#2) It’s Really NOT All About Sex

Although you may get totally different signals from him, he’s absolutely not thinking about sex 24/7. Just as you’re not emotionally focused constantly (gender stereotype!), men simply aren’t focused sexually every moment of their day. In fact, men actually desire affection almost as much as women do.  Men in Utah love to be hugged. Kissed. Touched. And! Men want to cuddle with “no strings attached” in bed. Truly! He isn’t planning on the holding you close leading to sex every time either. Take a risk and ask him if this isn’t correct. But, be ready to be surprised by his answer!

#3) He’s Like A Teenage Female Emotionally Inside!  

Men are awash with emotions inside that they will never admit to. He’s actually quite similar to a 16 year old girl. I’m not kidding. Truthfully, he’s often an absolute mess of emotions inside that rugged male exterior. Since men are raised to not share emotions/feelings, never admitting to this makes complete sense to him. To be vulnerable or to risk sharing appears “weak” to a man. Not masculine at all! Please know that when it seems like nothing is bothering him, that something very likely is bothering him. You’ll likely find this to be quite exasperating, but know it’s the truth. What can you do?  Please check out the next secret for details.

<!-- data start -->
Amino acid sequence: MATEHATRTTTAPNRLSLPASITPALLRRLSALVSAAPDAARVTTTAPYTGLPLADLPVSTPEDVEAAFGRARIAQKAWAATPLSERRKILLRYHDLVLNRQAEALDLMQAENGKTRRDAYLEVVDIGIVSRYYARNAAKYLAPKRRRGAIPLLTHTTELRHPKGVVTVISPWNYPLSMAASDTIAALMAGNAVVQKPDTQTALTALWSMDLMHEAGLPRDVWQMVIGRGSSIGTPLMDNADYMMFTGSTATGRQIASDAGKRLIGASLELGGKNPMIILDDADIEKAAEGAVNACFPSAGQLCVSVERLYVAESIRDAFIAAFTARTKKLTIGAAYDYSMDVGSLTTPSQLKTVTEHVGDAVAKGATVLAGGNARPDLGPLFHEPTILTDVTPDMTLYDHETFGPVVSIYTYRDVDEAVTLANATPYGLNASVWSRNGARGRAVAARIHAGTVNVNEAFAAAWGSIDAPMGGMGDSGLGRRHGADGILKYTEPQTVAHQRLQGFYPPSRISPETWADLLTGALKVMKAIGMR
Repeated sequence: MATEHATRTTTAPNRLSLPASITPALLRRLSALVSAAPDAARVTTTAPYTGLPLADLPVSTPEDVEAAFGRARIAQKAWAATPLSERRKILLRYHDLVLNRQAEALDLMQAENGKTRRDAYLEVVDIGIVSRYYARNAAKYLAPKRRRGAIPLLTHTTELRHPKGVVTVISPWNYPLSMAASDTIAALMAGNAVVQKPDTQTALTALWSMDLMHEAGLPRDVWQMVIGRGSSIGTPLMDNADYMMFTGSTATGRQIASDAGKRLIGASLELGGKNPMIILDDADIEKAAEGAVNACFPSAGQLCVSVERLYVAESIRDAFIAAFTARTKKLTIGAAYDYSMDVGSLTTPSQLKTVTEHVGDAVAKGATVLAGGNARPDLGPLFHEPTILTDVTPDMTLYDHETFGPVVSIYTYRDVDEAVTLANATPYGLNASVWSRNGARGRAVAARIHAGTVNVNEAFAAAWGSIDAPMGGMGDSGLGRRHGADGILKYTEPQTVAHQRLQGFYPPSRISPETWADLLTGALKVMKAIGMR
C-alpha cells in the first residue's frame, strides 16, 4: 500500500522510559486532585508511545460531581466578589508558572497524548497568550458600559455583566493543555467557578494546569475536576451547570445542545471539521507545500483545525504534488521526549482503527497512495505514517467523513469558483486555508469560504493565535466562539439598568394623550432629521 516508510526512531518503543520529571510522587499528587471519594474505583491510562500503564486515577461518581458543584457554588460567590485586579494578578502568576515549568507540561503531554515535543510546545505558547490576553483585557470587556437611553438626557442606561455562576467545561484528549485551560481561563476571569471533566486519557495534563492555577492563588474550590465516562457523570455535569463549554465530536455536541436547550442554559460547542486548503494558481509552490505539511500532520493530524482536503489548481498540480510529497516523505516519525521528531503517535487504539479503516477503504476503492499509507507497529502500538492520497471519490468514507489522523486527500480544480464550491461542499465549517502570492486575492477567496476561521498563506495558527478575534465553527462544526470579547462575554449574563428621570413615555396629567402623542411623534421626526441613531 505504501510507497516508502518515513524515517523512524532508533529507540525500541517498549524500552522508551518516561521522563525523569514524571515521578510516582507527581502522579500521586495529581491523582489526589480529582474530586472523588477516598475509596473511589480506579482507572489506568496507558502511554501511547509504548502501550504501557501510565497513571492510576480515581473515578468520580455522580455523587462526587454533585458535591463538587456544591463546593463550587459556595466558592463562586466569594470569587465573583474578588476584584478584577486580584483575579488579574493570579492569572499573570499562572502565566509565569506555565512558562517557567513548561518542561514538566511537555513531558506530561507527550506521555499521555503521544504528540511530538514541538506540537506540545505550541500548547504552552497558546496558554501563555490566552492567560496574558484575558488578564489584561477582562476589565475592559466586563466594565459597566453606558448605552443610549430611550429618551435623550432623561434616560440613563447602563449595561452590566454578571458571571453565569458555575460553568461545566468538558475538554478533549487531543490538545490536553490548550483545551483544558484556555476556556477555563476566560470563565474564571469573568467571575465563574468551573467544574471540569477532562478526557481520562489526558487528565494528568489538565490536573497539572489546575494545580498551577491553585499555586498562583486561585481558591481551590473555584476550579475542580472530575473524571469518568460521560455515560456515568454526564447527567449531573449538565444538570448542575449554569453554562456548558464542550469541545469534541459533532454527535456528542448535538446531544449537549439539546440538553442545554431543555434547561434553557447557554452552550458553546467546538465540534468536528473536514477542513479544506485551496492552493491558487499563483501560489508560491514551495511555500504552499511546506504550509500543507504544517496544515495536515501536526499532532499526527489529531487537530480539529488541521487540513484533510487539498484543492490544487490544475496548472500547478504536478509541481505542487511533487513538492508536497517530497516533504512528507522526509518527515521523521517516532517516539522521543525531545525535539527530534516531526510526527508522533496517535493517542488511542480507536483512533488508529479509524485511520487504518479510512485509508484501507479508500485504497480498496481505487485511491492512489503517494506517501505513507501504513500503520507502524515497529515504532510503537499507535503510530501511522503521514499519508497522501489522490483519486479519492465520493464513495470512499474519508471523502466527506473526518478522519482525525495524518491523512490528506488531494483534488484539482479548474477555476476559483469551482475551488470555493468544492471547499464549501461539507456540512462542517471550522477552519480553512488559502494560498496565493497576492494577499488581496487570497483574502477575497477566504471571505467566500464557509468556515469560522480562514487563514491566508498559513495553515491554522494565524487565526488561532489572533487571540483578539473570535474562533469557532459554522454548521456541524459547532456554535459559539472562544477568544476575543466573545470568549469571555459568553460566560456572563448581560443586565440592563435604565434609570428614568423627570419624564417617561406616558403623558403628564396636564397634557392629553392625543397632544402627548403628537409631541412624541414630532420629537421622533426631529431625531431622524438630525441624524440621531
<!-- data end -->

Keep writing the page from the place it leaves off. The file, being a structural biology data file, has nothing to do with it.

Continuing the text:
#4) He Desperately Wants To Talk To You

He definitely wants to talk to you. Connectively. Openly. Frequently. All hours of the day. But! He is totally baffled on how to make this connection. Since you’ve likely demanded that he talk to you openly in the past, throw that idea out with the trash. It just won’t work. You need to make talking openly safe for him. It’s safe when you’re not demanding or seemingly dramatic. It’s safe when you talk on his terms. His terms may be after the Utah Jazz basketball game. His terms could be after a great date night at his favorite restaurant. Friday night NOT Saturday morning. Oh and please do some relationship research here. Actually risk and ask him about this!

#5) He Really Does Desire Compliments From You

Compliments are really different from noticing him as noted above in #1.  Compliments include telling him how awesome he is for doing the dishes (another cool way is just saying “nice” things to him). That he actually remembered to take the trash out today. For working so hard for his family to bring home the paycheck each week. And, absolutely don’t get stuck on the “why doesn’t he compliment me more often” mantra. Please know that his brain is wired to relish being appreciated by you. It’s not wimpy. It’s not being weak. It’s not even unmanly. It’s truly a marriage connection secret that can pay you huge dividends in your relationship. Do you want a better, more focused husband? Compliment him! Compliments = LOVE to most men.

#6) He Knows You’re Not Nagging Him  

You definitely know what I’m saying here ladies. When you’ve asked him 50 times to clean up after himself. Put away his workout shoes. Lift the darn seat. Clean up the crumbs left on the kitchen table after an impromptu snack. He then goes to the “stop nagging me” mantra because he totally knows you’re right. He absolutely knows that you’re right. He just doesn’t have the word vocabulary to battle back with your superior brain. So very true!!!  

#7) He Totally Thinks About You!